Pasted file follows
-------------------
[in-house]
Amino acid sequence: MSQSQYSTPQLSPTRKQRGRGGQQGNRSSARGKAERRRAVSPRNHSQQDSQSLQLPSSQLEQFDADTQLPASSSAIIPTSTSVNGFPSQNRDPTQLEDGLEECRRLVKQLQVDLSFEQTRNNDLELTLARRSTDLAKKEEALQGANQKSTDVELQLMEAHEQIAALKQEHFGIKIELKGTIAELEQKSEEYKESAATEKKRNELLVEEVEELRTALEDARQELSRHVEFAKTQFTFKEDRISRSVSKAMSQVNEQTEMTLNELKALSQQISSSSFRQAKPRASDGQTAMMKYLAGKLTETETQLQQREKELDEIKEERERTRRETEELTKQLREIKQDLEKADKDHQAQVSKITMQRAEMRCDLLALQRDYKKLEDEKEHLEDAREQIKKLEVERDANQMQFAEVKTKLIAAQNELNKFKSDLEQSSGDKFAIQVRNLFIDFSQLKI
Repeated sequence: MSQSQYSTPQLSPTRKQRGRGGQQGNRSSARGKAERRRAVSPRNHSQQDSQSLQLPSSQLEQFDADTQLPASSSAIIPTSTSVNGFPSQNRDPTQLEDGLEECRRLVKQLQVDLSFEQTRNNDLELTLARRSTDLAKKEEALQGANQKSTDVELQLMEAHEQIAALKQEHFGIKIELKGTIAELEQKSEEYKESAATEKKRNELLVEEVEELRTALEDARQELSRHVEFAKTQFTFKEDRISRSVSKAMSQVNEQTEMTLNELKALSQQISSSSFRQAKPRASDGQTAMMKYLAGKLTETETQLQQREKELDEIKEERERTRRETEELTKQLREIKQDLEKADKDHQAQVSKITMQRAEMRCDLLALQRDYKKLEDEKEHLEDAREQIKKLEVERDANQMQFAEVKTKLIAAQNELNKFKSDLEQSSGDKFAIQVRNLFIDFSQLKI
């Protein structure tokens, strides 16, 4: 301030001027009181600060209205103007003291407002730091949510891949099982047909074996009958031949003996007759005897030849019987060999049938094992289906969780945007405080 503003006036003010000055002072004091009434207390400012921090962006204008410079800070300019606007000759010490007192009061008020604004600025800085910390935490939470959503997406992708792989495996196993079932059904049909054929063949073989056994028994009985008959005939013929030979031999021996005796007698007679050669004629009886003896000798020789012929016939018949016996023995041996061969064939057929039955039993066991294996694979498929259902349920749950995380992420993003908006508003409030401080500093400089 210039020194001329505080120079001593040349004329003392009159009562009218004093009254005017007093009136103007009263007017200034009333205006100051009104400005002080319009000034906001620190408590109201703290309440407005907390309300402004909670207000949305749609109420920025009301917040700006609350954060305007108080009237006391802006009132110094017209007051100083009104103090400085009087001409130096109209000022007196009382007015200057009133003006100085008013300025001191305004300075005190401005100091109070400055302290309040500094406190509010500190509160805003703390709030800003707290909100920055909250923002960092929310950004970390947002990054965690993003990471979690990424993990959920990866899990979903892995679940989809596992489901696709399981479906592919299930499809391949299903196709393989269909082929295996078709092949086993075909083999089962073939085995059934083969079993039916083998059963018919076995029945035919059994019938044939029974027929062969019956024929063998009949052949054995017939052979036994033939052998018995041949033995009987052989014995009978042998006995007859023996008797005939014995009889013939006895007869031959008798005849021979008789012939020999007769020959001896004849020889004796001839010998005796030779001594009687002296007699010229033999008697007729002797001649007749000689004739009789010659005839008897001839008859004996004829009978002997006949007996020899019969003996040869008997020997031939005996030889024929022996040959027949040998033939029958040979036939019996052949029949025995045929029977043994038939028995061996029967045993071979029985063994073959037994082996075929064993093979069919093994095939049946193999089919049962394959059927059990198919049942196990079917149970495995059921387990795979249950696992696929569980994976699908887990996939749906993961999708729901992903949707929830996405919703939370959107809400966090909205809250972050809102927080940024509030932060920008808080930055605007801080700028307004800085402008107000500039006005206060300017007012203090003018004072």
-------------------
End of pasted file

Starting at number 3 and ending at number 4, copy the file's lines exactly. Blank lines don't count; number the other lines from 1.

Repeated sequence: MSQSQYSTPQLSPTRKQRGRGGQQGNRSSARGKAERRRAVSPRNHSQQDSQSLQLPSSQLEQFDADTQLPASSSAIIPTSTSVNGFPSQNRDPTQLEDGLEECRRLVKQLQVDLSFEQTRNNDLELTLARRSTDLAKKEEALQGANQKSTDVELQLMEAHEQIAALKQEHFGIKIELKGTIAELEQKSEEYKESAATEKKRNELLVEEVEELRTALEDARQELSRHVEFAKTQFTFKEDRISRSVSKAMSQVNEQTEMTLNELKALSQQISSSSFRQAKPRASDGQTAMMKYLAGKLTETETQLQQREKELDEIKEERERTRRETEELTKQLREIKQDLEKADKDHQAQVSKITMQRAEMRCDLLALQRDYKKLEDEKEHLEDAREQIKKLEVERDANQMQFAEVKTKLIAAQNELNKFKSDLEQSSGDKFAIQVRNLFIDFSQLKI
């Protein structure tokens, strides 16, 4: 301030001027009181600060209205103007003291407002730091949510891949099982047909074996009958031949003996007759005897030849019987060999049938094992289906969780945007405080 503003006036003010000055002072004091009434207390400012921090962006204008410079800070300019606007000759010490007192009061008020604004600025800085910390935490939470959503997406992708792989495996196993079932059904049909054929063949073989056994028994009985008959005939013929030979031999021996005796007698007679050669004629009886003896000798020789012929016939018949016996023995041996061969064939057929039955039993066991294996694979498929259902349920749950995380992420993003908006508003409030401080500093400089 210039020194001329505080120079001593040349004329003392009159009562009218004093009254005017007093009136103007009263007017200034009333205006100051009104400005002080319009000034906001620190408590109201703290309440407005907390309300402004909670207000949305749609109420920025009301917040700006609350954060305007108080009237006391802006009132110094017209007051100083009104103090400085009087001409130096109209000022007196009382007015200057009133003006100085008013300025001191305004300075005190401005100091109070400055302290309040500094406190509010500190509160805003703390709030800003707290909100920055909250923002960092929310950004970390947002990054965690993003990471979690990424993990959920990866899990979903892995679940989809596992489901696709399981479906592919299930499809391949299903196709393989269909082929295996078709092949086993075909083999089962073939085995059934083969079993039916083998059963018919076995029945035919059994019938044939029974027929062969019956024929063998009949052949054995017939052979036994033939052998018995041949033995009987052989014995009978042998006995007859023996008797005939014995009889013939006895007869031959008798005849021979008789012939020999007769020959001896004849020889004796001839010998005796030779001594009687002296007699010229033999008697007729002797001649007749000689004739009789010659005839008897001839008859004996004829009978002997006949007996020899019969003996040869008997020997031939005996030889024929022996040959027949040998033939029958040979036939019996052949029949025995045929029977043994038939028995061996029967045993071979029985063994073959037994082996075929064993093979069919093994095939049946193999089919049962394959059927059990198919049942196990079917149970495995059921387990795979249950696992696929569980994976699908887990996939749906993961999708729901992903949707929830996405919703939370959107809400966090909205809250972050809102927080940024509030932060920008808080930055605007801080700028307004800085402008107000500039006005206060300017007012203090003018004072």